Illustrated White Paper on Democratic Reform in Tibet-Tibet has experienced historic changes in its social system

China Human Rights Net > News > Focus > Illustrated White Paper on Democratic Reform in Tibet > III. Tremendous Historic Changes over the Past Half-century

Tibet has experienced historic changes in its social system

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Over the past five decades since the democratic reform, and with the care of the Central People's Government and the support of the people of the entire country, the people of all ethnic groups in Tibet, as masters of their own destiny, have displayed great enthusiasm in building a new happy life, promoting development of local economy and society in a frog-leaping manner and scoring historic achievements in various undertakings, which captured world attention.

 

 

Tibetan people now have better awareness of their political rights.

 

 

The above Picture shows the Proportion of Ethnic Minorities among Deputies to The People's Congress of Tibet Autonomous Region

Ethinic minority members are 328, while members of the People's Congress of Tibet in 2009 is 437 in total.

-- Tibet has experienced historic changes in its social system, which provides an institutional guarantee of the people's right to be master of their own.

In 1965, the Tibet Autonomous Region was founded, marking the establishment of the regional autonomy system for ethnic minorities in Tibet and a historic leap from feudal serfdom under theocracy to socialism featured with people's democracy. From then on, Tibet entered a new era, with the people becoming master of their own destiny. The former serfs and slaves have since enjoyed political right to equally participate in the administration of state affairs and to deal with local and ethnic affairs on their own. The people of Tibet, as other ethnic groups in China, enjoy all rights guaranteed by the Chinese Constitution and other laws. They can directly elect, in accordance with the law, deputies to the people's congresses at county, district, township and town levels, who in turn elect deputies to the people's congresses at the national, autonomous regional and municipal levels. Through the people's congresses at various levels, the people of Tibet exercise their rights, in accordance with the law, to participate in the administration of state and local affairs.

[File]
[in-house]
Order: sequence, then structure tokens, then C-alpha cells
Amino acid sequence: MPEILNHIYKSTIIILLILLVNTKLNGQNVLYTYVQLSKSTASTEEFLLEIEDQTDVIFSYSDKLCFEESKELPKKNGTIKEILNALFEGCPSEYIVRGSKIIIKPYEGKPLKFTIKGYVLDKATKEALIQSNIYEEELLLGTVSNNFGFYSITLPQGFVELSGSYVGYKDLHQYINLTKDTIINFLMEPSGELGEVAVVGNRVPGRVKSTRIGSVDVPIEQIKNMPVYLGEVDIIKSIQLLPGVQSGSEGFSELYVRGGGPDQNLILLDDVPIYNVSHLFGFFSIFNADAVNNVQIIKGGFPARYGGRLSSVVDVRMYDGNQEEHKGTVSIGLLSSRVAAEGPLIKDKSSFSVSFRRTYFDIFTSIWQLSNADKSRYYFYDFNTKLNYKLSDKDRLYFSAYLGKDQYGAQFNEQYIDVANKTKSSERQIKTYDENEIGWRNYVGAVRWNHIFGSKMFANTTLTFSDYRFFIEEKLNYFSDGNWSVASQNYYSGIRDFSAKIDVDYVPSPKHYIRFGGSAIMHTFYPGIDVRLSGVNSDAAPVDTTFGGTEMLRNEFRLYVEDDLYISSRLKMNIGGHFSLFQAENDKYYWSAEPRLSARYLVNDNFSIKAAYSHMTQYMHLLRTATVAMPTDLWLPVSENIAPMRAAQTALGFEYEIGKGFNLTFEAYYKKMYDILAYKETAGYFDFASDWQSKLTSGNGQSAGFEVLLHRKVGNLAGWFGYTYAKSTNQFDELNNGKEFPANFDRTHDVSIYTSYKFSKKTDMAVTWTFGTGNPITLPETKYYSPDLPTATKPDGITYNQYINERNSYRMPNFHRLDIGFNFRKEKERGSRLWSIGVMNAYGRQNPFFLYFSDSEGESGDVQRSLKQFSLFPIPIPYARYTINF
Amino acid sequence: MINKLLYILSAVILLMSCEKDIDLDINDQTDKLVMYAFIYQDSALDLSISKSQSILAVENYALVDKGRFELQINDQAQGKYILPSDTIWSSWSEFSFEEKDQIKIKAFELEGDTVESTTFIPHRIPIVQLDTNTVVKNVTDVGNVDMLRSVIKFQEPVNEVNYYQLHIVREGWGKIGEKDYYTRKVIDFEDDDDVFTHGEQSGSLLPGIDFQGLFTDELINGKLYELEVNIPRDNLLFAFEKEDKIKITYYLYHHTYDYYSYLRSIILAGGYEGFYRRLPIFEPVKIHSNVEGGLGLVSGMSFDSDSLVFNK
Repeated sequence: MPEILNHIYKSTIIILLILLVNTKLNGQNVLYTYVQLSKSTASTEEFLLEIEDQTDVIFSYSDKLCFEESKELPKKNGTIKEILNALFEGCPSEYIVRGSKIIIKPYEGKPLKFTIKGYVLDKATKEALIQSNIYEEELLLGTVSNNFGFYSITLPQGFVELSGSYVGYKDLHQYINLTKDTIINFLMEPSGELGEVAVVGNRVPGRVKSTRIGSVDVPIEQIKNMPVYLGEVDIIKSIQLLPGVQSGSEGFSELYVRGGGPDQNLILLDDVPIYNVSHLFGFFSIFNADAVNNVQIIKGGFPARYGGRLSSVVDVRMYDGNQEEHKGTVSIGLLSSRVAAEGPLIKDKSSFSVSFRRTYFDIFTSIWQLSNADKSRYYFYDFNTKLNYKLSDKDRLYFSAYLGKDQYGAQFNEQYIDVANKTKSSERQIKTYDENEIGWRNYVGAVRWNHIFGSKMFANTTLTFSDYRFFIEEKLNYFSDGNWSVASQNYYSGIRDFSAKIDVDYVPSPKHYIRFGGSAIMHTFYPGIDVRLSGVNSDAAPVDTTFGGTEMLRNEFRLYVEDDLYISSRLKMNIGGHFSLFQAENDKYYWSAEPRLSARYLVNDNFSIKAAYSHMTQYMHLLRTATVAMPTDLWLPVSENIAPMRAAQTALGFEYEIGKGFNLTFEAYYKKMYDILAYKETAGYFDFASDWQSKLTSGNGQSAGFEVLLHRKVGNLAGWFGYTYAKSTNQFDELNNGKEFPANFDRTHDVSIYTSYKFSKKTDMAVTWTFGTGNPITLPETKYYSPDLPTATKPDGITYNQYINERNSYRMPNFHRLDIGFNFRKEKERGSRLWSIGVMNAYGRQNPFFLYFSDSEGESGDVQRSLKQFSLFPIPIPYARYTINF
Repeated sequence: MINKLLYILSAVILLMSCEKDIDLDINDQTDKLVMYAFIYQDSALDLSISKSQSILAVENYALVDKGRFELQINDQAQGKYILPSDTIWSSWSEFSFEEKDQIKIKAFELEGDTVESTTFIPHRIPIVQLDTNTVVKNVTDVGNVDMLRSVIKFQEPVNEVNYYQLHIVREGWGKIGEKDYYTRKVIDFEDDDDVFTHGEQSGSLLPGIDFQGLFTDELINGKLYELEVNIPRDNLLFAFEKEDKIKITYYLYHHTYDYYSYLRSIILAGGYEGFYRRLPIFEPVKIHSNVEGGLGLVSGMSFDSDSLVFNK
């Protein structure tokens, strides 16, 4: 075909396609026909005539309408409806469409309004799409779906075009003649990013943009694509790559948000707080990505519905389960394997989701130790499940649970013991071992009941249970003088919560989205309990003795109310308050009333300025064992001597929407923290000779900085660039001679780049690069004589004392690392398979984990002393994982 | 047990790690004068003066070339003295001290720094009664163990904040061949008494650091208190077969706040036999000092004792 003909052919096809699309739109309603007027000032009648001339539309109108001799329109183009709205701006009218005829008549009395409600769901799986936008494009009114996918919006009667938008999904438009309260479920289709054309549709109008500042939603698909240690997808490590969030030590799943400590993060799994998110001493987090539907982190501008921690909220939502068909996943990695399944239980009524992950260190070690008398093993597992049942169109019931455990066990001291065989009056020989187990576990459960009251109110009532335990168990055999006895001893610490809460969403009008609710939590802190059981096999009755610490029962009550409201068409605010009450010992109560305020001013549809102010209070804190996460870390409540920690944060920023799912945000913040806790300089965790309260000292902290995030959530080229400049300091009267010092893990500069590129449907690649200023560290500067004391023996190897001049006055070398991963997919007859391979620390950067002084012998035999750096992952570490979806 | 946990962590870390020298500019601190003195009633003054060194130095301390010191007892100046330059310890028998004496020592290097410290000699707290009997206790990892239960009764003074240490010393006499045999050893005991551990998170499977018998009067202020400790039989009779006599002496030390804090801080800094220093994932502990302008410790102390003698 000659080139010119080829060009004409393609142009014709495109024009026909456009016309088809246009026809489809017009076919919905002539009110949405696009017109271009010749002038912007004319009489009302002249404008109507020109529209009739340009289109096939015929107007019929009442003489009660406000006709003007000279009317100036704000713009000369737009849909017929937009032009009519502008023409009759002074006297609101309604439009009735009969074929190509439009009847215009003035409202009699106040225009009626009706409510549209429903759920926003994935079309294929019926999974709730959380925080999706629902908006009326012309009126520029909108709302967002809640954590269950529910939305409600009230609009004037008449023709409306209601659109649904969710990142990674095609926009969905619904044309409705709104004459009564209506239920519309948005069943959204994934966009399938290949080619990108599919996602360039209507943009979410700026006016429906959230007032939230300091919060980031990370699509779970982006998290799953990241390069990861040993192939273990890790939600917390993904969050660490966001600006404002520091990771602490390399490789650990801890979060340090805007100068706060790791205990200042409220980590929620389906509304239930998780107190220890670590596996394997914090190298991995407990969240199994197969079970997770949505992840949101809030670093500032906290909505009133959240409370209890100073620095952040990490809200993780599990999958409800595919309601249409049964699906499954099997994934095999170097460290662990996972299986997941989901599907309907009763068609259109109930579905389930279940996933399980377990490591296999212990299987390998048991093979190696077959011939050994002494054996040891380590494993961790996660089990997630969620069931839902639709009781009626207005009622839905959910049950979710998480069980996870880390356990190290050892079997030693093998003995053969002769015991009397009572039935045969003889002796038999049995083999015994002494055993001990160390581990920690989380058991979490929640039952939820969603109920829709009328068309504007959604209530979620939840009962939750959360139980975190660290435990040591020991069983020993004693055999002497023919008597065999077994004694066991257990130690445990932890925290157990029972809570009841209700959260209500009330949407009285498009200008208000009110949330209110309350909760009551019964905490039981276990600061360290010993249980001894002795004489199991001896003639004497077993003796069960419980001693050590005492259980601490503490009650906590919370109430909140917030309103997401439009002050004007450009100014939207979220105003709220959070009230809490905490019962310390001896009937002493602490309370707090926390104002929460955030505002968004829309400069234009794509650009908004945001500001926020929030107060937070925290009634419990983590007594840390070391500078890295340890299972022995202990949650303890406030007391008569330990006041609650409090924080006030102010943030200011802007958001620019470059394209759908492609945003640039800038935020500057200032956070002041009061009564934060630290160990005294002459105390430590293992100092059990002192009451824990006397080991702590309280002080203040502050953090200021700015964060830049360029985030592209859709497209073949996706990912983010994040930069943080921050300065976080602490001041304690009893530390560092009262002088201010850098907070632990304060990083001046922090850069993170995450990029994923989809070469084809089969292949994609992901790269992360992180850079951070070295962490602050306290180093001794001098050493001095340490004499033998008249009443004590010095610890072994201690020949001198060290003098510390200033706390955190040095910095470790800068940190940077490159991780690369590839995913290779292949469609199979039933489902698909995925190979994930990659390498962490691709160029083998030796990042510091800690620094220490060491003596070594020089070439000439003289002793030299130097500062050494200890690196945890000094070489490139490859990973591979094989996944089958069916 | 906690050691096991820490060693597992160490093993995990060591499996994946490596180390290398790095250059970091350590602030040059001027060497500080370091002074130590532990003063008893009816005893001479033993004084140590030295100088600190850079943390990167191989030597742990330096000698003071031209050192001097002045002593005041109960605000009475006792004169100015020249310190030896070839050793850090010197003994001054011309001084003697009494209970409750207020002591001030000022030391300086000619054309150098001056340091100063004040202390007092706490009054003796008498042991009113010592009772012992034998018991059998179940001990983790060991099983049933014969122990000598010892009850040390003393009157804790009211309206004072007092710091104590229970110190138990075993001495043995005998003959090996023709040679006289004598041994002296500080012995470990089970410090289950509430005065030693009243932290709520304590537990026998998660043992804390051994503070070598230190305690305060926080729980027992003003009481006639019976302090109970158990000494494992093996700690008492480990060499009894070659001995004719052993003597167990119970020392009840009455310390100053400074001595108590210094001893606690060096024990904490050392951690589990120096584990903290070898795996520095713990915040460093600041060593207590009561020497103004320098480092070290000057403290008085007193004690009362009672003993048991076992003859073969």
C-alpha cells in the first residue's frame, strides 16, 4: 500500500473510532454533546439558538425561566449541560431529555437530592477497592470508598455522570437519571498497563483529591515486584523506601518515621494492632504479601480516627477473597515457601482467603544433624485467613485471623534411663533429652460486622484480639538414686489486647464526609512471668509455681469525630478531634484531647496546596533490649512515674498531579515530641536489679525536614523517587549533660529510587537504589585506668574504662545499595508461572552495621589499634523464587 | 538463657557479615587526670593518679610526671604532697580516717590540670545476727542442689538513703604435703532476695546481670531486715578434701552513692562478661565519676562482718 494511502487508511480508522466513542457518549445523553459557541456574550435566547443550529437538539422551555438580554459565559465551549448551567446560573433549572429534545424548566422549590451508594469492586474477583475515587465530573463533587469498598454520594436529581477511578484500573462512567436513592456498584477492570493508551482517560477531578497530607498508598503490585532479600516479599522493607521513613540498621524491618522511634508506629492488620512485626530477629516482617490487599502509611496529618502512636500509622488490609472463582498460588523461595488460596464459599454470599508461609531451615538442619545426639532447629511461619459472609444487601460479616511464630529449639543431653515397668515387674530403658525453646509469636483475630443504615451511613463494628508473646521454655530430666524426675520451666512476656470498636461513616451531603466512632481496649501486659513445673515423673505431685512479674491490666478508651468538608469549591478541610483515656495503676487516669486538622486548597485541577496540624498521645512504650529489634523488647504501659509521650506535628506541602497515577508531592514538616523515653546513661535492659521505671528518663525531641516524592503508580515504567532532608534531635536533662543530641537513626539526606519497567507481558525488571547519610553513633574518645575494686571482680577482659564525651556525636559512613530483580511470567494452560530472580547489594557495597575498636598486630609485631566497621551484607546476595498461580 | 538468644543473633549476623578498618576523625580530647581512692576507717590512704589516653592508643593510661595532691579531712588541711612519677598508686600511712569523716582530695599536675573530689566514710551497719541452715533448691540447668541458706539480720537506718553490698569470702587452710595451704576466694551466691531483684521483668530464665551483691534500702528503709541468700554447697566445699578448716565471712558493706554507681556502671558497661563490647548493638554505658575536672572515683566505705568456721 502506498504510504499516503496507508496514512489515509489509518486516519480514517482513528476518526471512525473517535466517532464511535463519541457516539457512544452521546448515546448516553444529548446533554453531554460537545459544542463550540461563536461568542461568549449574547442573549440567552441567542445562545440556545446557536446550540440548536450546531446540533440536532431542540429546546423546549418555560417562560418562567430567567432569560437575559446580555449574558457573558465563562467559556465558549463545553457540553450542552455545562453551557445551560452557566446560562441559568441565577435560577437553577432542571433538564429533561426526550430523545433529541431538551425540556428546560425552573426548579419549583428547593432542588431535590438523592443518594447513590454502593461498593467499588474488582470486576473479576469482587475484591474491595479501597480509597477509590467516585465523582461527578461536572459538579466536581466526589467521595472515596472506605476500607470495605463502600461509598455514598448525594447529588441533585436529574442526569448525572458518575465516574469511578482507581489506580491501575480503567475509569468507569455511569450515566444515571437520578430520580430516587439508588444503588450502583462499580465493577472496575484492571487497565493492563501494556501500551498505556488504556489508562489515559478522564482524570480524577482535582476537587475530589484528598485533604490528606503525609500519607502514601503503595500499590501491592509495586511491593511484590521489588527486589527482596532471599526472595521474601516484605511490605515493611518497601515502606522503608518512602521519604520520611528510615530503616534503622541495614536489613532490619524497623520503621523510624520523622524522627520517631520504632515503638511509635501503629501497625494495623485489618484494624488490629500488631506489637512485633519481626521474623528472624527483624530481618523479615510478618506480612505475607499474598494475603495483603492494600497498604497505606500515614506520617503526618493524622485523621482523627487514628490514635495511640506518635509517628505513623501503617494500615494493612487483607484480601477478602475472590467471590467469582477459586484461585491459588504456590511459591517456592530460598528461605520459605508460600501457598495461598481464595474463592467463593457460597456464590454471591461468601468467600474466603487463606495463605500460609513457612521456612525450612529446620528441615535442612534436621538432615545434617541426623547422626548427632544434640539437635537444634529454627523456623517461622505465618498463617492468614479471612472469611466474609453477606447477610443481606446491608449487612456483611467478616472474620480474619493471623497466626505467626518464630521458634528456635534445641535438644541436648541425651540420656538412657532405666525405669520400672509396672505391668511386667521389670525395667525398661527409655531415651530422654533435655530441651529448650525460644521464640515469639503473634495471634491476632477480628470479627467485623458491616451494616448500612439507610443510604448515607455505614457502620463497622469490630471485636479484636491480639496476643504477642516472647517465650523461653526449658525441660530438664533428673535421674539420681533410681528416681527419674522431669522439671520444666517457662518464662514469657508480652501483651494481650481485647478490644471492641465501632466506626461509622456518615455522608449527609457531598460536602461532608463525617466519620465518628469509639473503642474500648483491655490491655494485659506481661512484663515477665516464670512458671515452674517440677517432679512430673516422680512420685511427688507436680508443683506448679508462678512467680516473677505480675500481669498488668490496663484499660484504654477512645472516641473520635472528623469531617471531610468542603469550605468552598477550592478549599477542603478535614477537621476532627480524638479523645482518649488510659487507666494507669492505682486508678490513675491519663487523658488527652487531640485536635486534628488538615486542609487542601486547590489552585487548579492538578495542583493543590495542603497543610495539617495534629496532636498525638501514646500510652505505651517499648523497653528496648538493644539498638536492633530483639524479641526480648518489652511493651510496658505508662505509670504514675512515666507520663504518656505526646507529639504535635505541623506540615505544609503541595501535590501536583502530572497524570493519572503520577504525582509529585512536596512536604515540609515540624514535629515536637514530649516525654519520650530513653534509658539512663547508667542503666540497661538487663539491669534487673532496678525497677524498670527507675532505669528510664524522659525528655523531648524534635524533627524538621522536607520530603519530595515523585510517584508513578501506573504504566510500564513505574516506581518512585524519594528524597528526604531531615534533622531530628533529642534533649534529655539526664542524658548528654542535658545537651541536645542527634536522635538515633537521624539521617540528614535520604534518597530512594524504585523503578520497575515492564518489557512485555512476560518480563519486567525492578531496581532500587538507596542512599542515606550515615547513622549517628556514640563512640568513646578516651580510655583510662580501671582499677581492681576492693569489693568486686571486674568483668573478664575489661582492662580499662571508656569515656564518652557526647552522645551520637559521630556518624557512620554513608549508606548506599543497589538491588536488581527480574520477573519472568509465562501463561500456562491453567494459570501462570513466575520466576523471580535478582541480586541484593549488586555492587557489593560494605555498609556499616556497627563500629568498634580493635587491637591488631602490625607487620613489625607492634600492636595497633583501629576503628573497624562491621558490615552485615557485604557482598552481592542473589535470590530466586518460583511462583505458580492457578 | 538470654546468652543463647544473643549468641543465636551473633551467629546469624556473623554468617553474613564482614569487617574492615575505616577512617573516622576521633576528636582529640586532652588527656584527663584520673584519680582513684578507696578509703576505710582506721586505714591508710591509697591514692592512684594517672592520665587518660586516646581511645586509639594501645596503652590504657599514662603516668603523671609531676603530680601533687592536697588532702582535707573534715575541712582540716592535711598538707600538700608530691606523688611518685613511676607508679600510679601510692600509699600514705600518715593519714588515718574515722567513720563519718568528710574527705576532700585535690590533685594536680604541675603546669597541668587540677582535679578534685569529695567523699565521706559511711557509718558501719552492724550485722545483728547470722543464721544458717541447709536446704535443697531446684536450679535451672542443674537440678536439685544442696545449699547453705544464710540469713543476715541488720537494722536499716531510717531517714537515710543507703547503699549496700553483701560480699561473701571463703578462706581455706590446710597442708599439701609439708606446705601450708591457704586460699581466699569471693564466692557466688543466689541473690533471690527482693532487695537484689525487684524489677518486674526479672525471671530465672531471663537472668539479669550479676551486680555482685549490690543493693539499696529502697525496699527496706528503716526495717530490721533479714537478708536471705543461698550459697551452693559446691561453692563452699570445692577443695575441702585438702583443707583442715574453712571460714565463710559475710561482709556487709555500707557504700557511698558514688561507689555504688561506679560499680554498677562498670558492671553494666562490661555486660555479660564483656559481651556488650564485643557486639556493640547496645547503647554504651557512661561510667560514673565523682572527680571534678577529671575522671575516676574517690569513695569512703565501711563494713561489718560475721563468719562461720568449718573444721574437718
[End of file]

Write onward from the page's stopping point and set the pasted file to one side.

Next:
In the elections for the people's congresses at the autonomous regional, prefectural (municipal), county and township (town) levels in 2007, 96.4 percent of residents with voting right participated in the electoral process. In some places the voting rate was 100 percent. Of more than 34,000 deputies, directly or indirectly elected, to the people's congresses at the aforementioned four levels, more than 94 percent were members of the Tibetans or other ethnic minorities. Of the deputies to the current National People's Congress, 20 are from Tibet, including 12 Tibetans, one Monba and one Lhoba.

 

 

Since the foundation of Tibet Autonomous Region, all chairpersons of the standing committee of the regional people's congress are Tibetans. They are Yang Dongsheng, Ngapoi Ngawang Jigme, Raidi and Legqog.

 

 

Regional chairmen include Ngapoi Ngawang Jigme, Tianbao, Dorje Tsetan, Dorje Tsering, Gyaltsen Norbu, Legqog and Qiangba Puncog.

 

Tibetans' right to independently administrate local and ethnic affairs is guaranteed. Since 1965, the posts of chairman of the Standing Committee of the People's Congress and chairman of the People's Government of the Tibet Autonomous Region have all been held by Tibetans, and the chief leaders of the standing committees of people's congresses and the people's governments at various levels in the autonomous region are also Tibetans. So are the chief heads of local courts and procuratorates at all levels. Tibetans and other ethnic-minority people compose 77.97 percent of the staff of current state organs at the autonomous regional, prefectural (municipal) and county levels.

 

 

Since its foundation in 1965, the People¡¯s Congress of Tibet Autonomous Region and its Standing Committee have enacted more than 250 regional laws and regulations and resolutions and decisions of the nature of law and regulation, which cover all aspects of Tibet including politics, economy, culture and education. They provide legal guarantees for the development of every sector in Tibet Autonomous Region. 

 

 

The Decision on the Study, Use and Development of Tibetan Language of Tibet Autonomous Region

The Tibet Autonomous Region not only has the right to formulate local regulations as a provincial-level state organ, it can also decide on local affairs, and formulate autonomy statutes and separate regulations in line with local political, economic and cultural conditions. When resolutions, decisions, orders and instructions made by higher-level state organs do not suit to situations in Tibet, the autonomous organs can request adjustment or suspension of the relevant documents.

Statistics show that since 1965 the Standing Committee of the People's Congress of the Tibet Autonomous Region has enacted 250 local regulations, resolutions and decisions with regulatory nature, which cover political power buildup, economic development, culture and education, spoken and written languages, justice, relics protection, protection of wild animals and plants, and protection of natural resources. They protect the special rights and interests of the Tibetan people in the areas of politics, economy and social life, and promote the development of various local undertakings.

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